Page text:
The Orioles unveiled more of their plans to honor Hall of Famer Frank Robinson, the celebration of his life moving from Sarasota to Camden Yards.
The club is dedicating a night to Robinson on April 6 prior to its game against the Yankees, with the ceremony beginning at 6:15 p.m.
The program, entitled “A Celebration of Frank,” will include a video tribute and collection of notable speakers with confirmations from fellow Hall of Famers Brooks Robinson and Jim Palmer and Orioles Hall of Famer Boog Powell.
National Baseball Hall of Fame and Museum president Jeff Idelson also is scheduled to attend and the complete guest list will be shared at a later date.
Baltimore City Mayor Catherine Pugh will honor Robinson on Tuesday by renaming portions of 33rd Street “Frank Robinson Way,” an appropriate location given how Robinson called Memorial Stadium his baseball home from 1966-71.
The Orioles Charitable Foundation will donate $60,000 to several civil rights and African American Museums, including the Reginald F. Lewis Museum of African American History & Culture in Baltimore, the National Civil Rights Museum in Memphis and the National Museum of African American History & Culture in Washington D.C.
Representatives from each organization will be recognized before Thursday afternoon’s home opener. The Orioles also will pay tribute to Robinson and observe a moment of silence.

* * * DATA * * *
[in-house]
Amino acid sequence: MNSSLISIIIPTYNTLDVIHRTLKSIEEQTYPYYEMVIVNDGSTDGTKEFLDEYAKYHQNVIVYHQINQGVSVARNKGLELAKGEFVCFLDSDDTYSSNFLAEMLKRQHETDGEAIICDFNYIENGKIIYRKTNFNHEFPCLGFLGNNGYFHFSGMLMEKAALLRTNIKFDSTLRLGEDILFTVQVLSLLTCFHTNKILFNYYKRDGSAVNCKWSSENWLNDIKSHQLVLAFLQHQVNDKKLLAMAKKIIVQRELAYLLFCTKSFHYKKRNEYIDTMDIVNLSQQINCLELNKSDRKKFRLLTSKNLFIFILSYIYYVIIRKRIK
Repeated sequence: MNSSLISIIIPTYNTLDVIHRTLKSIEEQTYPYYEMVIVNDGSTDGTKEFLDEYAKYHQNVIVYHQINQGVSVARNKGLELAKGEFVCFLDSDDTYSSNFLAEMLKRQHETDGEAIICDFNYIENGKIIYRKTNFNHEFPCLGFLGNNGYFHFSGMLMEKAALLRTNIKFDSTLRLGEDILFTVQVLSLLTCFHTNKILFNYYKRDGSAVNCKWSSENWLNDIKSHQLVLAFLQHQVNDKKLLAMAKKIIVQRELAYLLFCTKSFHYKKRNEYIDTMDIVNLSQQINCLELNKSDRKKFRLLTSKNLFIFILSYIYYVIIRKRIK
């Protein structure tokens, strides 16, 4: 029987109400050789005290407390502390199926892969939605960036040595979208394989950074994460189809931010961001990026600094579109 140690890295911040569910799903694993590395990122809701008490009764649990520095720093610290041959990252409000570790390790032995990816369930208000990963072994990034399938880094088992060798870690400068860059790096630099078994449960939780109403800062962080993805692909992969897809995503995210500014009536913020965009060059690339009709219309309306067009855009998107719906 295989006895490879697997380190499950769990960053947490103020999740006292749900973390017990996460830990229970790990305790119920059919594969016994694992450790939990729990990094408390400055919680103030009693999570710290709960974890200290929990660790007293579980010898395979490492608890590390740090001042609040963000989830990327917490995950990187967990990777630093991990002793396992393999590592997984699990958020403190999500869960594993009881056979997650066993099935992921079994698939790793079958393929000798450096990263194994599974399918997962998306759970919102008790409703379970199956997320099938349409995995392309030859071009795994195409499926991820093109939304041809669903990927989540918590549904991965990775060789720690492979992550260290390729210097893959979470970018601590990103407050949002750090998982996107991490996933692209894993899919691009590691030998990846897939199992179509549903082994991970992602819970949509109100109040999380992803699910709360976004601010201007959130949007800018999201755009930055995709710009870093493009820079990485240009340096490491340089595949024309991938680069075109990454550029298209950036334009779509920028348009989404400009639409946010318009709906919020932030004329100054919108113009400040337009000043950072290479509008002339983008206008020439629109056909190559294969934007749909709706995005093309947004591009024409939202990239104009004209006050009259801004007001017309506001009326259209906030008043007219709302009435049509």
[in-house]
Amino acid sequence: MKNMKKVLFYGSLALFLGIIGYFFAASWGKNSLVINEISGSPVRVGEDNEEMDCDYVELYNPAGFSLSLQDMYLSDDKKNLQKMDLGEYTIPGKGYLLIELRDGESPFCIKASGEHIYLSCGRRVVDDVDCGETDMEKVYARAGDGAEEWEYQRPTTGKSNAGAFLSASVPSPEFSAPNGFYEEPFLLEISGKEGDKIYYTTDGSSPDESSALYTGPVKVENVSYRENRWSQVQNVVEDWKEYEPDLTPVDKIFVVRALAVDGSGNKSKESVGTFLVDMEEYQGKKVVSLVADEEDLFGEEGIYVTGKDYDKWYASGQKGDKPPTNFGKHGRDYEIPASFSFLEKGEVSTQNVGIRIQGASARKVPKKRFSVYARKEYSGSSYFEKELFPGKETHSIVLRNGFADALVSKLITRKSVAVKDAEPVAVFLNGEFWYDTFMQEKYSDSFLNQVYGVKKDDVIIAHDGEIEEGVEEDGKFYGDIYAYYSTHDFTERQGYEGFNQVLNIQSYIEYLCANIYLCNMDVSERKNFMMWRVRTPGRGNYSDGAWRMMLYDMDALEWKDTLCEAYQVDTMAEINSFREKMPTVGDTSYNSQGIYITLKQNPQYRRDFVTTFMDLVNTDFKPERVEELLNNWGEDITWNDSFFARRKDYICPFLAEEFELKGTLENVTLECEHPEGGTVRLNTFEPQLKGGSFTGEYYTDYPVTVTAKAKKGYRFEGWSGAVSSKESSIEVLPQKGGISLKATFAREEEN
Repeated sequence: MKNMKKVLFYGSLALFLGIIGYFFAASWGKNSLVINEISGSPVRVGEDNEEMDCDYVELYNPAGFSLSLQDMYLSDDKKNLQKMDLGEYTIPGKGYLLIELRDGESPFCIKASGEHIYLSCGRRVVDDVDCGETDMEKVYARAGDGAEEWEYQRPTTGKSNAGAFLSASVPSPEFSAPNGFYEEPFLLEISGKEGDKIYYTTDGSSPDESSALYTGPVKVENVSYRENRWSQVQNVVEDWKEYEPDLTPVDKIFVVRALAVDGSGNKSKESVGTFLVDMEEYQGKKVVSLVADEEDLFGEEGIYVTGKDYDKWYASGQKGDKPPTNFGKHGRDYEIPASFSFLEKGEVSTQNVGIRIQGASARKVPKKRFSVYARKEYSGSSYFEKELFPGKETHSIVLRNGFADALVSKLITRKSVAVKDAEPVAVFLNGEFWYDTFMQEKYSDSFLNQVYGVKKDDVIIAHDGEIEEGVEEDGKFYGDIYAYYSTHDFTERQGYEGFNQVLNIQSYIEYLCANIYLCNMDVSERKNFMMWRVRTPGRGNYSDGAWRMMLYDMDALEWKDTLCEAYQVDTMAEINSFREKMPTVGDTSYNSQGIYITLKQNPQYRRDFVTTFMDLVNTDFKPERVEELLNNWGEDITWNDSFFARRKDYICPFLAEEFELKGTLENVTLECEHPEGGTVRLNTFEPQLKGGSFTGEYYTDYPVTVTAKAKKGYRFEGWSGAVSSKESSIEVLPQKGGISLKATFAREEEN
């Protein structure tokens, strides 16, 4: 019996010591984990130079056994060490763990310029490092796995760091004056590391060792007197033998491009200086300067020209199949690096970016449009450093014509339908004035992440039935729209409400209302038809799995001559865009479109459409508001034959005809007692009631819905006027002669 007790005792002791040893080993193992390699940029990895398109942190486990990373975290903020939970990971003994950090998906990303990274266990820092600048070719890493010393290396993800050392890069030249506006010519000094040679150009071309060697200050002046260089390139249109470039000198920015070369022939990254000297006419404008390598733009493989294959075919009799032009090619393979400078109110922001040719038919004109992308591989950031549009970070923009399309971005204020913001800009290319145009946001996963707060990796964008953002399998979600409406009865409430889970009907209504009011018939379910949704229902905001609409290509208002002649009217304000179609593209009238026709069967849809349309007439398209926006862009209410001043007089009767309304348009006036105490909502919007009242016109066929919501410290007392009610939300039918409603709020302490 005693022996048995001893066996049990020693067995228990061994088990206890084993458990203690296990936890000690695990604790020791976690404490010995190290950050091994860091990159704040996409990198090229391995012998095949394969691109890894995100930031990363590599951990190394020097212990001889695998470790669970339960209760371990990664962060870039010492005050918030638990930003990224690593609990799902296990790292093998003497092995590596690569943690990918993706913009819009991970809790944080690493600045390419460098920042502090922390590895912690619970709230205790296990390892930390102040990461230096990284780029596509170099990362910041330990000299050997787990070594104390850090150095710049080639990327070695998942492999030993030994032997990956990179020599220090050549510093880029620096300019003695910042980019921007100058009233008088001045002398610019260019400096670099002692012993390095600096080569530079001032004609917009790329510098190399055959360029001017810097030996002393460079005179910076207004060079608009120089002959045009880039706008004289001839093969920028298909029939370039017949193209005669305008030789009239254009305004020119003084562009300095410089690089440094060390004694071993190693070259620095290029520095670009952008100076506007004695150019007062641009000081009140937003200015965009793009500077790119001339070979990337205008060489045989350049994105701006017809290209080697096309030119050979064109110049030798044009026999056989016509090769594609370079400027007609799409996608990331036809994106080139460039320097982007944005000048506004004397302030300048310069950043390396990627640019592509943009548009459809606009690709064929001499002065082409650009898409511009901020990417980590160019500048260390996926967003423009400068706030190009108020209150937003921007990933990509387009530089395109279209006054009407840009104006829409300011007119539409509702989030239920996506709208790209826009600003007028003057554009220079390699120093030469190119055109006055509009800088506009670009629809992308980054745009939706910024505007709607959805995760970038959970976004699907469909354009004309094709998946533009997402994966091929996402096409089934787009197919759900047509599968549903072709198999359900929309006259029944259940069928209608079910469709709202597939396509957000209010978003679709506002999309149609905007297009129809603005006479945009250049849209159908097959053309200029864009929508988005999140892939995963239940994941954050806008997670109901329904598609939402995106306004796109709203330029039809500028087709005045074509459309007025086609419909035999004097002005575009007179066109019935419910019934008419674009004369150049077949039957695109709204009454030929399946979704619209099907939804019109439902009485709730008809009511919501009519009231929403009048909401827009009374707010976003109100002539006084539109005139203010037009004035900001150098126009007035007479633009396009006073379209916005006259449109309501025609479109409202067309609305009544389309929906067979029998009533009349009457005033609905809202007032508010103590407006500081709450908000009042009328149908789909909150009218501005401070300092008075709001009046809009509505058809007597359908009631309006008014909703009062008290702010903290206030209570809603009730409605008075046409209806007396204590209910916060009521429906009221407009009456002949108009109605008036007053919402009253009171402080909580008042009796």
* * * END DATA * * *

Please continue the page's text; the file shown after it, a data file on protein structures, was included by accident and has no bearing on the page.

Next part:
No other Oriole has served as a player, coach, manager and front office executive, but that’s only scratching the surface of his achievements and his impact on the game.
Robinson, the only player to win Most Valuable Player awards in both leagues, crashed through baseball’s color barrier by becoming its first African-American manager. He passed away on Feb. 7 at age 83 after a lengthy battle with bone cancer.
The Orioles won their first World Series in 1966, coinciding with Robinson’s arrival in a trade that brought the Reds pitcher Milt Pappas and decades of ridicule.
Robinson won the Triple Crown in ‘66 with a .316 average, 49 home runs and 122 RBIs and was chosen as the American League’s Most Valuable Player, the same award he earned on the National League side in ‘61.
“He made us all believe that the Orioles were going to be a great franchise,” Palmer said.
Robinson was a 14-time All-Star who hit 586 home runs in 21 major league seasons. The Orioles continue to wear a No. 20 commemorative patch on their jerseys.
Williams, 27, made his major league debut with the Yankees back in 2015 and appeared in 51 games with the Reds last summer. He was re-signed to a minor league deal in January and released two months later.
The Orioles have been searching for a center fielder with the corners at Triple-A Norfolk expected to be occupied by DJ Stewart and Anthony Santander. Williams has played all three outfield spots as a professional, making 18 starts in center in the majors and 540 in the minors.
Williams is a career .289/.325/.396 hitter in 76 major league games and he slashed .293/.331/.398 last summer in 132 plate appearances with the Reds. The Yankees selected him in the fourth round of the 2010 draft out of West Orange (Fla.) High School.
The Reds first signed Williams as a free agent in November 2017.
Hays has his left thumb in a splint after spraining it while diving into second base at minor league camp.